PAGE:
FIG. 4(a) illustrates an example of an electron beam diffraction image obtained with a polycrystalline specimen, and is similar to FIG. 2(a). The brightness distribution obtained by scanning along a line B--B' across the electron beam diffraction image with a microphotometer is shown in FIG. 4(b). The brightness of the electron beam diffraction image, as can be seen, decreases with distance from the center of the image. Thus it becomes impossible for an electron beam diffraction image of a higher order (i.e. the outer rings in FIG. 4(a)) to be identified. If a camera was used which could detect the outer rings in FIG. 4a, it would be damaged by the high intensity of the inner rings and central slot. It can also be seen from FIG. 4(b) that when a pixel partition type linear solid-state image pick-up device camera 9 is utilized for image detection, each pixel is clearly distinguished. Thus, there is no blurring of pixels as was described with reference to FIG. 2(b).
In order to eliminate uneven brightness distribution between pixels, the brightness of each pixel is detected as a voltage. The CPU 12 executes image processing and brightness control, then through a liquid crystal voltage control circuit 15, and the amplifier 11, the brightness is adjusted using a liquid filter crystal 96 in the camera 9. The result of such adjustment (including amplification) is shown in FIG. 4(c). Thus, an averaged brightness is obtained thus enabling the parts of the electron beam image of higher orders to be identified.
A flowchart illustrating of the steps of observation and recording of an image under the control of the CPU 12 for image processing and brightness control is shown in FIG. 5. FIGS. 6(a),(b) and (c) show the relative positions of the mask 8, slit 8a, shutter 18, and camera 9, during the scanning time for detecting the electron beam image 4a, when the electron beam image 4a is scanned by the deflecting coil 10.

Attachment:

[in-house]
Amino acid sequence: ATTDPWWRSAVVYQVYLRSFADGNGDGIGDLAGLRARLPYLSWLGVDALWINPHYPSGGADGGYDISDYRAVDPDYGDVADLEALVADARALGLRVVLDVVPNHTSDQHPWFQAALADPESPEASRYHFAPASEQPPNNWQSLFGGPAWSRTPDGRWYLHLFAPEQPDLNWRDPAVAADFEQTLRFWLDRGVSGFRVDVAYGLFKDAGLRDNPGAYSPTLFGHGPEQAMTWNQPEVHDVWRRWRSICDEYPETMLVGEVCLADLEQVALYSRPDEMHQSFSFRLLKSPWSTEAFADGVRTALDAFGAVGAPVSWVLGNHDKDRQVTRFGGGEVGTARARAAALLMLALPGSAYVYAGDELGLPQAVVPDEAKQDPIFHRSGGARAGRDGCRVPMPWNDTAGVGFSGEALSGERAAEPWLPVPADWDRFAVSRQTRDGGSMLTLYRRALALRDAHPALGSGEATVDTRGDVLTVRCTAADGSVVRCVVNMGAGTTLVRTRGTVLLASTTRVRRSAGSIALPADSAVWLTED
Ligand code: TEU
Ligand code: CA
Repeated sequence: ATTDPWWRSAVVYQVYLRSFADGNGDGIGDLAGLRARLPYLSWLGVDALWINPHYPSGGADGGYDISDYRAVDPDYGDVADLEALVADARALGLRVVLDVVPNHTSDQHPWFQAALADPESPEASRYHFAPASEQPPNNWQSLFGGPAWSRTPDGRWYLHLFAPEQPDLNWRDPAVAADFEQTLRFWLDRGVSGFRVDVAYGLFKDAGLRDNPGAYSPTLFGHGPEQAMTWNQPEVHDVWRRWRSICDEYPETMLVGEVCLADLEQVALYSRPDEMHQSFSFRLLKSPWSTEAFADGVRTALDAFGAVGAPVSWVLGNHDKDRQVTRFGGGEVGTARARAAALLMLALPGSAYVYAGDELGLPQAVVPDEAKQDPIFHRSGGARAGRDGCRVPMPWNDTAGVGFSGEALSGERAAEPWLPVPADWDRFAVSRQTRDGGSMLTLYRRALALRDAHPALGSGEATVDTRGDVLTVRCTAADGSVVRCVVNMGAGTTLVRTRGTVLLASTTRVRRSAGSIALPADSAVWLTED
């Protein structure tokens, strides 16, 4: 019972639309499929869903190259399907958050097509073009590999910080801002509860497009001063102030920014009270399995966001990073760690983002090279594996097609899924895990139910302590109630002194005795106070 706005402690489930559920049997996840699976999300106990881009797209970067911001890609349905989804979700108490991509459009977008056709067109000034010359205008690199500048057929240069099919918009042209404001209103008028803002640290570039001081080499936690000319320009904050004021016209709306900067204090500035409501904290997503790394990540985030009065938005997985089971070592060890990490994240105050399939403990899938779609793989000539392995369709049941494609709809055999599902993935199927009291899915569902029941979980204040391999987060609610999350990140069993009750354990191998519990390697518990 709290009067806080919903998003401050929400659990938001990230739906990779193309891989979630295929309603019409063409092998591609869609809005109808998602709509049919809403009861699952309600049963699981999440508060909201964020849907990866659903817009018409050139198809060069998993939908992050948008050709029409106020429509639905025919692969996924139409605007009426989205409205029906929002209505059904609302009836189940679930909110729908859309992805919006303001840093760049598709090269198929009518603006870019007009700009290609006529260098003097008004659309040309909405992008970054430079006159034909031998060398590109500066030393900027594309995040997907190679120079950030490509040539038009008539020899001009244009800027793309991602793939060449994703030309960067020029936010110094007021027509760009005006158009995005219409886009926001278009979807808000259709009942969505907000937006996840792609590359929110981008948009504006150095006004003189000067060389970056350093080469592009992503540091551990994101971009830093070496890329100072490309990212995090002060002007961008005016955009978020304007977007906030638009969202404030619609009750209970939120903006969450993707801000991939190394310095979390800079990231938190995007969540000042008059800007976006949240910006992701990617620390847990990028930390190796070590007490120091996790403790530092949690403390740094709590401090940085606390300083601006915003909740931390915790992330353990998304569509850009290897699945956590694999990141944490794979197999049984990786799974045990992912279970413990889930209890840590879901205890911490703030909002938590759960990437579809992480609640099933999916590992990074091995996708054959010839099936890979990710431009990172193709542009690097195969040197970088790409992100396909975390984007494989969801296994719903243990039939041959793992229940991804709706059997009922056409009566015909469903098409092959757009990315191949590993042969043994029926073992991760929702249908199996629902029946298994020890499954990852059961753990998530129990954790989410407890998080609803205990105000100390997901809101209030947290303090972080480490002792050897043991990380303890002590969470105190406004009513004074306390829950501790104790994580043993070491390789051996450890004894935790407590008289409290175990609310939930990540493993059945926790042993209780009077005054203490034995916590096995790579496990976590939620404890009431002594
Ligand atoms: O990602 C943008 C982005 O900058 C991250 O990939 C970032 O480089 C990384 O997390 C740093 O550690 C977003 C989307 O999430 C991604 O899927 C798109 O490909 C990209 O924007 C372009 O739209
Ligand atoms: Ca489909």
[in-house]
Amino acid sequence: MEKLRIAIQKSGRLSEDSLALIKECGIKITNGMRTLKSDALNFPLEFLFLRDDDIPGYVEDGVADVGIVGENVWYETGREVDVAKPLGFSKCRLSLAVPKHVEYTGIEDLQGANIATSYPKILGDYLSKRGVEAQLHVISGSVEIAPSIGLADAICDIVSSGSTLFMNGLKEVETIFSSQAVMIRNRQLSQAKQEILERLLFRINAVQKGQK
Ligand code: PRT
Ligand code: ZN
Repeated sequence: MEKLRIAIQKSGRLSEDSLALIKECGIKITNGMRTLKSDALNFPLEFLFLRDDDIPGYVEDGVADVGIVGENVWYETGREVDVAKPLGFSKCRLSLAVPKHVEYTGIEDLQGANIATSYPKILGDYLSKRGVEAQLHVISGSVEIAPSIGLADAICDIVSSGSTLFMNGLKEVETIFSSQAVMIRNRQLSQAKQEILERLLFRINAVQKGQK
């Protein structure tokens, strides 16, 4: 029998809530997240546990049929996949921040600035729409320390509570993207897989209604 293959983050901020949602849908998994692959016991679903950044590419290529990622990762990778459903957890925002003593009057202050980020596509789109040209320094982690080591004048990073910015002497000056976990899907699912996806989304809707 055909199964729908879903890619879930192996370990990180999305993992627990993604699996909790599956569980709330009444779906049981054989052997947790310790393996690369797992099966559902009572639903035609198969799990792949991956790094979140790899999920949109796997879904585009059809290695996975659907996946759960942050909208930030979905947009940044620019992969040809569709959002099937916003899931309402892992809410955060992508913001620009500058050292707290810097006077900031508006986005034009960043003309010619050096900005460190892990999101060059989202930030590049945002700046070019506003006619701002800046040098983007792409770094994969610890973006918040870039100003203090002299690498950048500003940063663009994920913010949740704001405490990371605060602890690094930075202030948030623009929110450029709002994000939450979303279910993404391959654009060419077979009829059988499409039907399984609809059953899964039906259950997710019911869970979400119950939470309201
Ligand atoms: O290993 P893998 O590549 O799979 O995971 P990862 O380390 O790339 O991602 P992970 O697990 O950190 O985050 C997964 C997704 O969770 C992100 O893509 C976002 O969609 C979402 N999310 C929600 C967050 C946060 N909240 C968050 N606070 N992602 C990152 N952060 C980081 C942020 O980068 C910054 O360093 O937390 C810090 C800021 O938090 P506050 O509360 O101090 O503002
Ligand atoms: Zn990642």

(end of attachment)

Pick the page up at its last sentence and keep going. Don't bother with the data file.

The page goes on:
The operation of this embodiment will be described with reference to FIGS. 5 and 6. When a start button on a console panel (not shown) is pressed, the image pick-up operation starts (step 20), and the shutter 18 is opened (step 21, FIG. 6(a)). The image pick-up operation starts (step 22) and at the same time, the electron beam 4 is caused to scan transversely to the camera 9 due to the action of the deflecting coil 10 (FIG. 6(b). After completion of the image pick-up operation (step 23, FIG. 6(c)), the shutter 18 is closed (step 24). The image obtained through such steps of operation is displayed on a monitor 14 (step 25). At the same time, the brightness of the image displayed is confirmed (step 26).
When the brightness is not uniform, the brightness of each pixel is read out (step 27), and the brightness of each pixel (step 28) is compared. A brightness correction adjustment may then be made in (step 29) by the voltage control circuit applying suitable control signals to the filter 90 of the camera 9. Steps 20 to 26 are then repeated. When a uniform brightness of image is obtained at step 26, the quality of image is estimated (step 30). When the image quality, that is, the signal-to-noise ratio (S/N ratio) is low, the S/N for each pixel is read out (step 31), and an appropriate S/N ratio for each pixel is set (step 32). The scanning time for picking up an electron beam image is corrected accordingly (step 33) and so adjusted (step 34). After that the steps 20 to 30 are repeated again.